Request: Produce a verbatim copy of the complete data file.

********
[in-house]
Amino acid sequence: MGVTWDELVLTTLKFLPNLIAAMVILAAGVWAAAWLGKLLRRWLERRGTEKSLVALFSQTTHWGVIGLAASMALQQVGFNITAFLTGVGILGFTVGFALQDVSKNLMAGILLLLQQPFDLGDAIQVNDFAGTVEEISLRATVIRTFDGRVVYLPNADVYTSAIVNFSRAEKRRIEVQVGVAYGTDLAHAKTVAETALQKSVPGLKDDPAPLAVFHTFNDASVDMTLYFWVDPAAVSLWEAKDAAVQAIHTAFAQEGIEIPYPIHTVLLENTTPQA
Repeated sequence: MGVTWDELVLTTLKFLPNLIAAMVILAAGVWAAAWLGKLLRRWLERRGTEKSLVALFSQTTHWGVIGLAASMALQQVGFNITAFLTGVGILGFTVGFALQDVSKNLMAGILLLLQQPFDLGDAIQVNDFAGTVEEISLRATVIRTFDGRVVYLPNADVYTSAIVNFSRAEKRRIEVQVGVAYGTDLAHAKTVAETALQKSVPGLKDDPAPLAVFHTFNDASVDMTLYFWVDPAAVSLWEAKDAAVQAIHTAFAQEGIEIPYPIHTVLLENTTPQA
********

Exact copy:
[in-house]
Amino acid sequence: MGVTWDELVLTTLKFLPNLIAAMVILAAGVWAAAWLGKLLRRWLERRGTEKSLVALFSQTTHWGVIGLAASMALQQVGFNITAFLTGVGILGFTVGFALQDVSKNLMAGILLLLQQPFDLGDAIQVNDFAGTVEEISLRATVIRTFDGRVVYLPNADVYTSAIVNFSRAEKRRIEVQVGVAYGTDLAHAKTVAETALQKSVPGLKDDPAPLAVFHTFNDASVDMTLYFWVDPAAVSLWEAKDAAVQAIHTAFAQEGIEIPYPIHTVLLENTTPQA
Repeated sequence: MGVTWDELVLTTLKFLPNLIAAMVILAAGVWAAAWLGKLLRRWLERRGTEKSLVALFSQTTHWGVIGLAASMALQQVGFNITAFLTGVGILGFTVGFALQDVSKNLMAGILLLLQQPFDLGDAIQVNDFAGTVEEISLRATVIRTFDGRVVYLPNADVYTSAIVNFSRAEKRRIEVQVGVAYGTDLAHAKTVAETALQKSVPGLKDDPAPLAVFHTFNDASVDMTLYFWVDPAAVSLWEAKDAAVQAIHTAFAQEGIEIPYPIHTVLLENTTPQA